From: Andrej Marjan <email@example.com> To: firstname.lastname@example.org Subject: Re: Evolution notes Date: Fri, 7 Dec 2001 00:03:11 -0500 Cc: email@example.com Here are two minor nits to your drawbacks of mutt: > * Mutt is inherently modal. I can't, say, compose two messages at once, > read a third, and poke around in a mailbox at the same time. True, this can be annoying, however, mutt is lightweight enough to run many instances concurrently. The only real shortcoming would be not being able to run two instances on the same folder, though this might not be an issue if maildirs are used. It's simply a different approach to solve the same problem (dare I say "paradigm"). > * Mutt can't search message bodies. Just prefix your search with '~b' for a body search (ESC-b in Debian). Of course, there is no text index to speed this operation, but it is there. The two big drawbacks of evolution for me personally are its primitive thread handling and its gui-only mode. Unfortunately, not every machine has an X server locally, and X over the Internet at large tends toward unbearable. :) Regards, Andrej Marjan -- -----------------------------------+------------------------- Change is inevitable. | A n d r e j M a r j a n Progress is not. | firstname.lastname@example.org -----------------------------------+-------------------------
From: Eric Kidd <email@example.com> To: firstname.lastname@example.org, email@example.com, firstname.lastname@example.org, email@example.com, firstname.lastname@example.org Subject: Searching big gobs of e-mail Date: 06 Dec 2001 13:34:35 -0500 Cc: email@example.com Many thanks to everybody who read my letter to LWN and wrote me to say that /~b will search message bodies in mutt. This does appear to work very nicely for ordinary e-mail usage, and would have saved me some trouble in the past. Still, this brings me back to my major difficulty with mutt--I have close to 100,000 messages archived (for example, I answer questions about an open source project with 13,467 mailing list messages since 1997), and mutt has simply broken down. In mutt's defense, of course, most other mailers broke down around a few thousand messages. Don't get me wrong; I love mutt. It's just breaking under the strain. For example: * When opening a mailbox, Mutt appears to do a linear scan of all the messages. Since mailboxes tend to fragment nastily, this requires lots of disk seeks. The result: some mailboxes take nearly 45 seconds to open. And since mutt opens and closes mailboxes when you switch between them, this gets rather tiresome. * The aforementioned /~b feature walks me through search results one message at a time. But some of the queries I need to perform return hundreds of hits (say, digging through automatically-generated CVS e-mails from years ago). So when I most need /~b, it turns out to be nearly useless. * Mutt has no ability to save search results in a virtual folder (a feature which I've loved in Evolution and the original BeOS mail client). This is a lifesaver for research purposes--I use queries of the form "all unread messages from the following mailing lists in the past three days", "everything to or from the client who owes me money", or "everything from this CVS repository in 1998 mentioning 'linker'". I can then perform secondary searches on these virtual folders. All of this suggests that Mutt was never intended to handle the kind of abuse I inflict on my mailer. This is no fault of mutt's--it stands head and shoulders above most mail clients in this regard. Cheers, Eric P.S. Yay vFolders! Rule name: [Mutt stuff] Execute actions if [all criteria are met] [Message was sent] [after] [Dec 05 12:00 AM] [Message Body] [contains] [mutt] vFolder Sources [specific folders only] file:///home/emk/evolution/Inbox file:///home/emk/evolution/Sent ;-) (The BeOS was a bit nicer; it allowed structured queries with boolean operators. Evolution can only do this in a hackish fashion--you have to build multiple layers of vFolders.)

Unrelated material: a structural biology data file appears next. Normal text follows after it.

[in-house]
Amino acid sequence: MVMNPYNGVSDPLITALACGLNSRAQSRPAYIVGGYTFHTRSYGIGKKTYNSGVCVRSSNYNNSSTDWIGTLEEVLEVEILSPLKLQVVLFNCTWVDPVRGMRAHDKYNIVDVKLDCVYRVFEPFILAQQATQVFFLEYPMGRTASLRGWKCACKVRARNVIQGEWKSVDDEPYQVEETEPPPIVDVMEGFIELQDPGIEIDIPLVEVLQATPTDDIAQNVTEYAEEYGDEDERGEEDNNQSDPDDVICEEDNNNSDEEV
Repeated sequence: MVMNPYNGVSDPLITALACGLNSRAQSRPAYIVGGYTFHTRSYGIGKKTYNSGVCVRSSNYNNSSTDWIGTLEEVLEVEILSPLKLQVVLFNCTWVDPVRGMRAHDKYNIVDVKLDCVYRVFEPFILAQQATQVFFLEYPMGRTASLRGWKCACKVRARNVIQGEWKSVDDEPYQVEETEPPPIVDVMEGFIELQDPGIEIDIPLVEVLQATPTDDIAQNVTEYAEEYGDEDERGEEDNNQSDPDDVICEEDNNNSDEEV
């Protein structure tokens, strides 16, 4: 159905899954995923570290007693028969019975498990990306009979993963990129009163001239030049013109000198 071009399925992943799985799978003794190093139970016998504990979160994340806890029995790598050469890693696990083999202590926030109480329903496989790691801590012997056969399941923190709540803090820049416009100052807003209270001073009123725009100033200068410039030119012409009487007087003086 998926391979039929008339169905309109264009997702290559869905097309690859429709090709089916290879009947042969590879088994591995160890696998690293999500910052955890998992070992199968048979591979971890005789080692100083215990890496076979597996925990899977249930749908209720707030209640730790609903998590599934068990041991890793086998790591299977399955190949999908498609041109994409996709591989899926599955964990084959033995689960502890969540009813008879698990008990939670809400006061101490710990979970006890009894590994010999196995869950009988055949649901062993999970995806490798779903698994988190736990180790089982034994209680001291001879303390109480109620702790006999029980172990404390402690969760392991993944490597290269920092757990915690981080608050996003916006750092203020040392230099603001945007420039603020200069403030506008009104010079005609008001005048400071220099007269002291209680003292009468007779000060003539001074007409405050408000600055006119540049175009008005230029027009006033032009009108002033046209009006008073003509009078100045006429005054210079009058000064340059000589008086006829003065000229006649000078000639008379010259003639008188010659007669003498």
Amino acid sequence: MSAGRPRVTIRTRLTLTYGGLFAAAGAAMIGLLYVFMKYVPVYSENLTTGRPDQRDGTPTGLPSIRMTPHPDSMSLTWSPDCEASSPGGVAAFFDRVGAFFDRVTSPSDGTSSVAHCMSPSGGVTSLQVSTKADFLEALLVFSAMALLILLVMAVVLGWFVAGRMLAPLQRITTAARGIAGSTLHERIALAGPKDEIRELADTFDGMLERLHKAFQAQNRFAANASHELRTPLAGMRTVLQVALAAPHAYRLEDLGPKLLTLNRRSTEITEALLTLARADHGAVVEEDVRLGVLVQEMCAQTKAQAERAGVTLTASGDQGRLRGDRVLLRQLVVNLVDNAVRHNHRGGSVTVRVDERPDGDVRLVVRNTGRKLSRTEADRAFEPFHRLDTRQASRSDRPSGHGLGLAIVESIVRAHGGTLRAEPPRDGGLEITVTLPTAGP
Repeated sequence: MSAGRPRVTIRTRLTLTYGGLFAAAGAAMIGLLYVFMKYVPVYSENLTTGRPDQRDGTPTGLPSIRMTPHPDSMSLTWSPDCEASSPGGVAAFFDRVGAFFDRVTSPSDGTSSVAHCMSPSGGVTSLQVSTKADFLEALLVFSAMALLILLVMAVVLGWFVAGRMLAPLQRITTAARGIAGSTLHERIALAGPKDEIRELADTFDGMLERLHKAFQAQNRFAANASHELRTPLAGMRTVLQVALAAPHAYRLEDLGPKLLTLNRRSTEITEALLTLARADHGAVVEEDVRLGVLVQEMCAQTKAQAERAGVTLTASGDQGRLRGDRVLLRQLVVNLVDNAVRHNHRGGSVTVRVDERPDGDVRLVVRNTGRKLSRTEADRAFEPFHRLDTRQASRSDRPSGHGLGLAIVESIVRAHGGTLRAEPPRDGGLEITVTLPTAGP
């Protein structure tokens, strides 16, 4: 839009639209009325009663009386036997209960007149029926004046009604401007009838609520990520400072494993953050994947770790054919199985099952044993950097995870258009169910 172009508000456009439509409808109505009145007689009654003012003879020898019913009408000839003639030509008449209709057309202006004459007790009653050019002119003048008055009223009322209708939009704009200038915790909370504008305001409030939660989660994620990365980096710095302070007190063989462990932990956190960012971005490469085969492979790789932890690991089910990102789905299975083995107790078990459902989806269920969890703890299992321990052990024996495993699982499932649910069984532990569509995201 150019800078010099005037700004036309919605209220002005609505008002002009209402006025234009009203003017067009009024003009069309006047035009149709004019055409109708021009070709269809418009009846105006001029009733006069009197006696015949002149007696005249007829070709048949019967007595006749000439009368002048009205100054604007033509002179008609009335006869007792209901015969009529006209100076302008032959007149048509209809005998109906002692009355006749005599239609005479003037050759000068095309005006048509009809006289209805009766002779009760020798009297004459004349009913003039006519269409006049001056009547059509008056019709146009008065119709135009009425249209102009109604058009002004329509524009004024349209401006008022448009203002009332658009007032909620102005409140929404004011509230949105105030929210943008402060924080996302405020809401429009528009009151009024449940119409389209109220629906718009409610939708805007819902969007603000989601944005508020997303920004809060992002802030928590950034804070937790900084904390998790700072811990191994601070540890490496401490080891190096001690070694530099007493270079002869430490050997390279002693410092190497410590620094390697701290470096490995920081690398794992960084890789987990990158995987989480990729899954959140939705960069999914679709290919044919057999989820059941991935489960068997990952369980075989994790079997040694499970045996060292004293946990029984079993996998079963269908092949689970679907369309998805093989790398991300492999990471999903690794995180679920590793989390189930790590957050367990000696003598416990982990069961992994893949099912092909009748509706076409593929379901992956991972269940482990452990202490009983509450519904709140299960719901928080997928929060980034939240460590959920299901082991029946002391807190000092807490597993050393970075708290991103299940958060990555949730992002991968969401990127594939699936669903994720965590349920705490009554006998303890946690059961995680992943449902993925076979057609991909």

From: "Jonathan Day" <firstname.lastname@example.org> To: email@example.com Subject: Sourceforge, Linux Viruses, and Paranoia, Oh My! Date: Thu, 6 Dec 2001 06:27:19 -0800 Dear Editors, Sourceforge can reasonably be treated with considerable suspicion. Why? Because shortly after VA took over Freshmeat, a certain competing service (Server 51) vanished. No warning, no notice, no site. More than a few people complained, and I wrote a rather direct editorial on Technocrat, explaining why VA was hardly engendering trust, by pulling this stunt. A high-up VA employee replied that they were shocked, would look into the matter, and absolutely guaranteed the code for Server 51 would, at the very least, be up on Sourceforge "soon". That was a long time ago. Oh, I believe the employee was sincere. There is no reason not to. But that makes VA's position very clear. They don't want trust. They don't want the legitamacy of Open Source. If they did, where is the source for Server 51? For that matter, where is the source for Sourceforge? The updates are sporadic and rarer than Halley's Comet at a blue moon. The only way to gain trust is to earn it. Silently killing the competition and only paying lip-service to the very concept they claim as the cornerstone of their business model... Well, in my book, that falls short of earning anything. Now onto that utterly pathetic claim by Symantec that Linux viruses should be more common, because the source is available. Sure, the source is available. That's how the holes get fixed BEFORE the viruses get written! Twit! Then, there's the very thing that commercial vendors have been slamming Linux for, for years. Environments are not consistant. I guess it's "heads I win, tails you lose". Viruses are far more susceptable to changes in the environment, as they can't afford to carry the extra payload needed to cope with variations. This means that compiled code isn't guaranteed to work. Are you using a.out or elf? Glibc 2.0, 2.1 or 2.2? It matters. A binary for one won't be guaranteed to run on any of the others. (Unless it's statically linked. But while applications can afford to do this, viruses really can't.) Script viruses are also getting common, but is csh installed? Python 1 or Python 2? Which Perl, and where is it? Then, viruses must make other assumptions. They depend on users not installing LSM, SE-Linux, POSIX ACL's, or any other security software of this ilk. It's hard to be unobtrusive, in a secure environment. Finally, there's the psychological aspect. "Proving a point", political propoganda, or even just digital vandalism, are not only possible, but encouraged, by the schizoid, paranoid world of the corporate market. In an Open Source world, the only way to achieve the same intensity of feelings, the same passionate rage, is to add to what is already there. Some of the greatest creative works of humanity have been produced when insanity has been allowed to vent for the benefit of all. That is a notion the proprietary world has never understood. Throughout history, it's suffered the consequences for that. You can't simply cage people up, and hope they'll stay quiet, especially if their brains are half-broiled to start with. Well, enough of this rant. I'm off to beat some bugs over the head. Jonathan Day